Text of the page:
WASHINGTON — Metro should raise fares next year, a Maryland Metro Board member said Thursday.
Board member Michael Goldman suggested a fare increase of 3 to 4 percent be considered.
“If you’re getting a better quality product, you should be willing to pay a little more. People go to Whole Foods, and for organic tomatoes they’re willing to pay a little more than Jersey tomatoes,” Goldman said.
D.C. Councilmember and Metro Board Chair Jack Evans swiftly promised to block any such plan, which would be meant to limit some of the increase in tax dollars called for in the budget that begins July 1, 2019.
In the past, Metro has raised fares every two years, but no fare increase was included in this budget proposal as Metro tries to reverse years of ridership declines.
“Riders are getting better service; they’re going to get more frequent trains [at some stations or times of day]; they’re going to get trains with eight cars in it; they’re going to get longer hours of rush hour which means more trains — maybe ridership’s willing to pay a little more for that improved quality of service,” Goldman said.
None of the budget proposals are certain at this point, and other board members asked for more analysis of how those proposals were selected and what the costs and benefits may be.
“There’s no way that I am supporting and the District of Columbia is supporting a fare increase; it’s just not going to happen,” Evans said.
“I don’t even agree with the Whole Foods thing. I don’t have to go to Whole Foods. Yeah, they charge more, but I go to Safeway because I don’t want to pay more. There is no alternative to Metro. They’re not going to ride the cheaper Metro thing,” Evans added.
Evans said he does support all of the service increase plans, as well as an idea to cut weekend rail fares to $2 as disruptive track work continues indefinitely.
Adding service back after cuts a few years ago is the next key step for the system, Evans and General Manager Paul Wiedefeld said.
“It’s a measured response in the scheme of things, but it’s starting the transition from where we’ve been … to start to grow this system to what we want it to be,” Wiedefeld said.
He believes the proposals he presented Thursday are things Metro can actually accomplish now.
“There’s no way around this. If you want this system to be the first-class system that we want it to be, you’ve got to pay for it, and it’s going to cost a lot of money,” Evans said.
He charged that the region is “ducking” the opportunity to add ridership over cost concerns.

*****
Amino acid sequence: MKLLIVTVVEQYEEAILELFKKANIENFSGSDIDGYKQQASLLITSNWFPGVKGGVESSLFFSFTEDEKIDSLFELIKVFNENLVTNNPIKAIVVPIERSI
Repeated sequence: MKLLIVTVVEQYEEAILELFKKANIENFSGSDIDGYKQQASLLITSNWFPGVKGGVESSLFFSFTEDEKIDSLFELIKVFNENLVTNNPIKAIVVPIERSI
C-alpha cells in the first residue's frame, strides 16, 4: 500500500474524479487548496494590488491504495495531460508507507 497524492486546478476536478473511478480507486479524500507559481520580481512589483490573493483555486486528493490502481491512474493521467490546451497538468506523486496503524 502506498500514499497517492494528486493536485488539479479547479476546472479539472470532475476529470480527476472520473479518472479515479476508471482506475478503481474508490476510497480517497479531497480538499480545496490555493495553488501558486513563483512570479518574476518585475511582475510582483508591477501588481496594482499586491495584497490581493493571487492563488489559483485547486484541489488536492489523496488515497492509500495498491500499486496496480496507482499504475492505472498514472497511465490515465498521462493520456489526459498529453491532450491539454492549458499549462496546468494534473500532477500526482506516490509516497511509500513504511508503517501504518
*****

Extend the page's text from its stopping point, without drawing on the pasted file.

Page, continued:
“That foolishness has to stop,” Evans said.
With a fare increase and parking fees, Evans said, Metro starts to no longer make sense for people coming in from far-out suburbs.
“My god, it’s easier to just drive downtown and park your car in a parking lot, and we shouldn’t be in that situation,” Evans said.
While Evans would like to see Metro simply add service, Maryland and Virginia each implemented a 3 percent annual cap on operating subsidy increases from taxpayers as part of new dedicated capital funding earlier this year.
Those caps include a number of exceptions, so within those laws and with only $20 million earmarked for specific improvements to existing service, the budget proposal would see Maryland’s contributions rise 16 percent compared to the budget approved last March on top of new dedicated funding requirements, Goldman said. D.C. and Virginia would see increases of much more than 3 percent too.
Goldman called the possible $61 million operating subsidy increase for Maryland alone “extreme.”
“It’s big bucks and if that money is actually paid, what it’s going to do is squeeze out other transportation projects,” Goldman said.
Virginia leaders are also concerned about costs, especially since local governments bear the burden out of the same funds that otherwise provide for other local needs.
Arlington Board Member Christian Dorsey asked for a breakdown of the proposed service changes to make a case for choosing those over other options.
Metro must be affordable for both riders and jurisdictions, Dorsey said, while addressing major issues like plummeting bus ridership.
“This is going to be a really tough budget for this board to work through,” Dorsey said.
Final approval is expected in March after months of discussions. Public comment is expected in late January or early February.
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